Volunteer in Ecuador with Love Volunteers - From US$395!

Join Love Volunteers in Ecuador for the volunteer experience of a lifetime! Ecuador is known for the diverse wildlife and nature, especially on the Galapagos Islands. Love Volunteers works with local partner organizations to ensure that volunteers are helping the local communities where they need it the most.

Projects are located in many different settings - from the capital city Quito to the Galapagos Islands to the Amazon Rain forest and the Andes Mountains, volunteers are able to give back while exploring this beautiful and exotic country. Check out the Love Volunteers website for more details!

Current Love Volunteers Programs in Ecuador:

  • Working with Children and Childcare Programs
  • Teaching Programs
  • Medical and Health Programs
  • Environmental Protection Programs
  • Amazon Animal Welfare Programs

Program Info

  • Galapagos Islands
Volunteer Types: 
Disabled Care
Elderly Care
Women's Rights
Program Length: 
1-2 weeks
2-4 weeks
1-3 months
3-6 months
See site for details.
See Additional Information
Age Group: 
Cost Description: 

Love Volunteers registration fee, plus program fees starting at just US$395 for one week.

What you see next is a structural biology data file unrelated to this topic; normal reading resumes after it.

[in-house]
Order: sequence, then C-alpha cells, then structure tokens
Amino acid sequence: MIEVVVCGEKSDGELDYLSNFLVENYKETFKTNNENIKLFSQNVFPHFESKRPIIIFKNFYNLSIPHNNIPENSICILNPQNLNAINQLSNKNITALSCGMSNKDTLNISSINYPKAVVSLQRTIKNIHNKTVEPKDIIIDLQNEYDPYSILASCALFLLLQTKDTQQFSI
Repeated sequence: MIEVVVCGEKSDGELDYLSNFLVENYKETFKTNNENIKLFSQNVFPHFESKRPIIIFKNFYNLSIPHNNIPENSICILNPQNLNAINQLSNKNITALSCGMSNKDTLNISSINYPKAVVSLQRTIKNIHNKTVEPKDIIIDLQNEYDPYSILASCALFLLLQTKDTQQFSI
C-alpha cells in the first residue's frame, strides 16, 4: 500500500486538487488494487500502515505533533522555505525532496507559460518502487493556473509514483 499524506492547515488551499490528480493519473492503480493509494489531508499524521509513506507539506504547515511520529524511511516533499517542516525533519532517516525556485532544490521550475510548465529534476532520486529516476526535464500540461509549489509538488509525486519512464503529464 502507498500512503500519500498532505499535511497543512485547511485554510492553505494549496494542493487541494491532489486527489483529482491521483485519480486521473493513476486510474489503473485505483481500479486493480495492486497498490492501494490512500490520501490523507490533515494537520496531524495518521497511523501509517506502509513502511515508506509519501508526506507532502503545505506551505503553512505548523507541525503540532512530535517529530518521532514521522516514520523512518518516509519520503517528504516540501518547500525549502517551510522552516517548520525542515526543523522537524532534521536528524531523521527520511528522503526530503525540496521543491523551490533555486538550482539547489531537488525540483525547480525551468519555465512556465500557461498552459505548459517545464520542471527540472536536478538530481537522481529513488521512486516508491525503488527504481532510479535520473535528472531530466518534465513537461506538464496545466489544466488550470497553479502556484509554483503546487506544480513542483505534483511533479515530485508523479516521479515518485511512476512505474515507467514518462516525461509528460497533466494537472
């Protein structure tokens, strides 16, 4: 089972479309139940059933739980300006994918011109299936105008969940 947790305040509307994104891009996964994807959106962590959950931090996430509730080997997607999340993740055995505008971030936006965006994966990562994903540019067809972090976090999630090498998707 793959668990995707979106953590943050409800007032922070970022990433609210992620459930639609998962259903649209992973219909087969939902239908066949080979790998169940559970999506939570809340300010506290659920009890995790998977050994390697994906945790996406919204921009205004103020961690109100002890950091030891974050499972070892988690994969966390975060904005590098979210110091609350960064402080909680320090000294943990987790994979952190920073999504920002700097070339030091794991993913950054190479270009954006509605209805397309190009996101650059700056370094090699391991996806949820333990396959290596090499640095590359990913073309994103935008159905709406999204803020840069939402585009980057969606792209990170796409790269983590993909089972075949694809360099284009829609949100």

Program fees cover airport pick up, orientation, accommodation, and food (see website for specific program details).

The Love Volunteers registration fee covers any placements you undertake for twelve months from the start of your first placement. This fee is refundable if you choose not to volunteer more than three months prior to the start of your initial placement.

Online Application
Age Requirement

Program Reviews (5)

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  • Impact
  • Support
  • Fun
  • Value
  • Safety
  • OBara
    Age: 19-24
    Chicago, Illinois
    Volunteer in Ecuador with Love Volunteers

    Through the great help and support of Love Volunteers, I went to Ecuador to do my volunteering service at a children daycare/rehabilitation clinic. I enjoyed my site, because I had hands-on experiences with the children and I felt that my service was needed/appreciated. Everyday, three-times a day, I helped with the feeding of the children (breakfast, snack and lunch). Some of the children need help being fed (example - spoon feeding). I also helped the teachers with teaching and helped the children play with toys and other activities. I had an worthwhile experience with my volunteering. I had an amazing time at my site and at Ecuador.

    Ecuador is an amazing and fun place. I honestly felt safe and taken care of over there. The people are very friendly. There are many things that you can do over there such as shopping. My sister and I did a lot of shopping. During the weekend, I had the opportunity to make trips to other exciting places (i.e. the Equator line, Banos, the Beach, Mindo-Cloud Forest, Otavalo the indigenous market, Cotopaxi Volcano) at affordable prices.

    Overall Ecuador was amazing. My experience was great due to the help of Love Volunteers. I recommend using Love Volunteers if anyone wants to volunteering, because they will make sure that wherever you go volunteer, you will be take care of.

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  • unclejim100
    Age: 31-50
    Calgary, Canada
    University of Calgary